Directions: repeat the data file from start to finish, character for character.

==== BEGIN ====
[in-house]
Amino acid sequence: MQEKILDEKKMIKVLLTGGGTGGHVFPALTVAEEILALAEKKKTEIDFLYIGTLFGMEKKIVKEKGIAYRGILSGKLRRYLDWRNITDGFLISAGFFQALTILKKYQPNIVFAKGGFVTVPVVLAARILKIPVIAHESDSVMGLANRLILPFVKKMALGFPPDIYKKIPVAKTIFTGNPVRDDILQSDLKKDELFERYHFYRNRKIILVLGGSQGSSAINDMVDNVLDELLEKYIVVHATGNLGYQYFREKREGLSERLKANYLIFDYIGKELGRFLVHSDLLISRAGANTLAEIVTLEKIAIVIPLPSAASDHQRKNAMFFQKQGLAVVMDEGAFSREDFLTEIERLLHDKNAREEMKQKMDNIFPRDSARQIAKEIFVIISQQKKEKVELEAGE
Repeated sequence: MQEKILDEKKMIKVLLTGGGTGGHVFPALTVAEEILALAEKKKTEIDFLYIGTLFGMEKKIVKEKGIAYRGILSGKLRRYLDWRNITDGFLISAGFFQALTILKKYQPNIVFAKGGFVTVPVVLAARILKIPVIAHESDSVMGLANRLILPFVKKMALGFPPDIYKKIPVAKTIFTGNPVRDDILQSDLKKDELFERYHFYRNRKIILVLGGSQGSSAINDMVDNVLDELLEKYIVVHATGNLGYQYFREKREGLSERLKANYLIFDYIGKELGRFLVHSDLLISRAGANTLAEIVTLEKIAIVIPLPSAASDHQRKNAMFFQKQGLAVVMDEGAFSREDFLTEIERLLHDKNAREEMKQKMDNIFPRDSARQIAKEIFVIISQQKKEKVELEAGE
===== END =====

[in-house]
Amino acid sequence: MQEKILDEKKMIKVLLTGGGTGGHVFPALTVAEEILALAEKKKTEIDFLYIGTLFGMEKKIVKEKGIAYRGILSGKLRRYLDWRNITDGFLISAGFFQALTILKKYQPNIVFAKGGFVTVPVVLAARILKIPVIAHESDSVMGLANRLILPFVKKMALGFPPDIYKKIPVAKTIFTGNPVRDDILQSDLKKDELFERYHFYRNRKIILVLGGSQGSSAINDMVDNVLDELLEKYIVVHATGNLGYQYFREKREGLSERLKANYLIFDYIGKELGRFLVHSDLLISRAGANTLAEIVTLEKIAIVIPLPSAASDHQRKNAMFFQKQGLAVVMDEGAFSREDFLTEIERLLHDKNAREEMKQKMDNIFPRDSARQIAKEIFVIISQQKKEKVELEAGE
Repeated sequence: MQEKILDEKKMIKVLLTGGGTGGHVFPALTVAEEILALAEKKKTEIDFLYIGTLFGMEKKIVKEKGIAYRGILSGKLRRYLDWRNITDGFLISAGFFQALTILKKYQPNIVFAKGGFVTVPVVLAARILKIPVIAHESDSVMGLANRLILPFVKKMALGFPPDIYKKIPVAKTIFTGNPVRDDILQSDLKKDELFERYHFYRNRKIILVLGGSQGSSAINDMVDNVLDELLEKYIVVHATGNLGYQYFREKREGLSERLKANYLIFDYIGKELGRFLVHSDLLISRAGANTLAEIVTLEKIAIVIPLPSAASDHQRKNAMFFQKQGLAVVMDEGAFSREDFLTEIERLLHDKNAREEMKQKMDNIFPRDSARQIAKEIFVIISQQKKEKVELEAGE